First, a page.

The coronavirus pandemic has touched every corner of the world economy – even the seedy underbelly of internet commerce.
Customers spent fewer bitcoins at darknet markets over the last two months despite the slide in the cryptocurrency’s price, according to data from blockchain surveillance firm Chainalysis.
Darknet markets are websites that facilitate the sale of illegal goods, usually drugs, counterfeit currencies and weapons.
“Historically, darknet markets’ revenue (value of bitcoins sent to dark markets) has had a weak inverse correlation with bitcoin’s price,” according to Chainalysis. That relationship, however, has reversed over the last two months, as seen in the chart below.
Bitcoin topped out at $10,500 in mid-February and fell as low as $3,867 on March 13. As prices fell, so did the value of bitcoins sent to darknet markets from $4.1 million to $3.2 million.
However, the value of bitcoins sent to dark markets had risen from $3.9 million to just over $5 million during the final quarter of 2019. In that same period, the cryptocurrency had declined by nearly 13 percent and hit a low of $6,400 in mid-December.
The latest change in correlation has come amid a health crisis triggered by the coronavirus pandemic. The virus, which originated in Wuhan, China, began spreading at a faster rate in Asian countries in February and hit the European and American shores in March.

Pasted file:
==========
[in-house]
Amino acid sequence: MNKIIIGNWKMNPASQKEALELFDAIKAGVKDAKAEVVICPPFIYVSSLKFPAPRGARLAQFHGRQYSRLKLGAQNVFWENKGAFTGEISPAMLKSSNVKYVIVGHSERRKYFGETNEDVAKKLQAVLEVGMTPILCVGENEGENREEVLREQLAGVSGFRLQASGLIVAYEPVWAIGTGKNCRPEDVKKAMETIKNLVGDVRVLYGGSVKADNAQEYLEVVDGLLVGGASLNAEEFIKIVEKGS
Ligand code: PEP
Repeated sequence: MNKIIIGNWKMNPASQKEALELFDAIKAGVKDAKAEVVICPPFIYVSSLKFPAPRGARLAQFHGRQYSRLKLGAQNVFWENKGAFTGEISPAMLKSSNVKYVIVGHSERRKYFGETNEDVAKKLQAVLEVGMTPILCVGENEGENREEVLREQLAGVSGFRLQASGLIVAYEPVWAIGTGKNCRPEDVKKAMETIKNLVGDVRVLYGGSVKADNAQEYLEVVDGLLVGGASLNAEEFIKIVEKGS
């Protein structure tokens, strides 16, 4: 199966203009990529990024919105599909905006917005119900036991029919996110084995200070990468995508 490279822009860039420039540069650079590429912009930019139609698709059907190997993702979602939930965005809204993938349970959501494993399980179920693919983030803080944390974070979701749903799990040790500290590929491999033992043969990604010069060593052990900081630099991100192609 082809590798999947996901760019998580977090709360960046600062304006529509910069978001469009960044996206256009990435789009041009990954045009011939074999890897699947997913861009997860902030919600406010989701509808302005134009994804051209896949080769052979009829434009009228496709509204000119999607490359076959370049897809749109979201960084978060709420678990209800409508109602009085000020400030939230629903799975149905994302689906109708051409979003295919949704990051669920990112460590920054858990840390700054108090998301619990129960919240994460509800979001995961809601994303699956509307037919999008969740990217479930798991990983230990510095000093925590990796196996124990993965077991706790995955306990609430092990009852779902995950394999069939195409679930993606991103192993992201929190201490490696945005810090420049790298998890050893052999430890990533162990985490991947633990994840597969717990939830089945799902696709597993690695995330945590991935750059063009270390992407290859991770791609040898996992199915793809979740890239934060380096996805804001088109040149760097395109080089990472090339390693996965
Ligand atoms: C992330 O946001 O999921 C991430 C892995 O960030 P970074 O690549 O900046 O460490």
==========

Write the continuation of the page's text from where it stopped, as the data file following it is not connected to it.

As a result, traditional markets tanked, triggering a liquidity crisis, which saw investors sell classic haven assets like gold for cash, mainly the U.S. dollar. Bitcoin, too, was treated as a source of liquidity.
Darknet vendors may have panicked due to sudden drop in prices and slowed down sales out of fear that the cryptocurrency could become worthless in a cataclysmic event. Also, darknet customers may have scaled back purchases as, during times of panic, investors tend to hold onto cash.
While the exact reason for the drop in darknet markets’ revenue is not clear, the report by Chainalysis suggests COVID-19 made it harder to sell drugs.
“Recent reports point out that Mexican drug cartels are having a harder time sourcing fentanyl, as China’s Hubei province — a hub of the global fentanyl trade — has been hit hard as the epicenter of the outbreak. Such disruptions to global supply chains could be hampering darknet market vendors’ ability to do business,” the firm said.
Merchant services and gambling providers have also seen drops in revenue over the past few weeks.
The seven-day average of the value of bitcoins sent to merchant services fell from $7 million to $4.5 million in the five weeks to the end of March. Meanwhile, the value of bitcoins sent to gambling services declined from $5 million to $3 million.
Again, the decline seen in these sectors is not surprising, as people tend to save more during recessions.
That said, historically, gambling services’ revenue has always had an extremely weak correlation with bitcoin’s price, as individuals seldom approach gambling rationally and tend to look at it as a fun activity.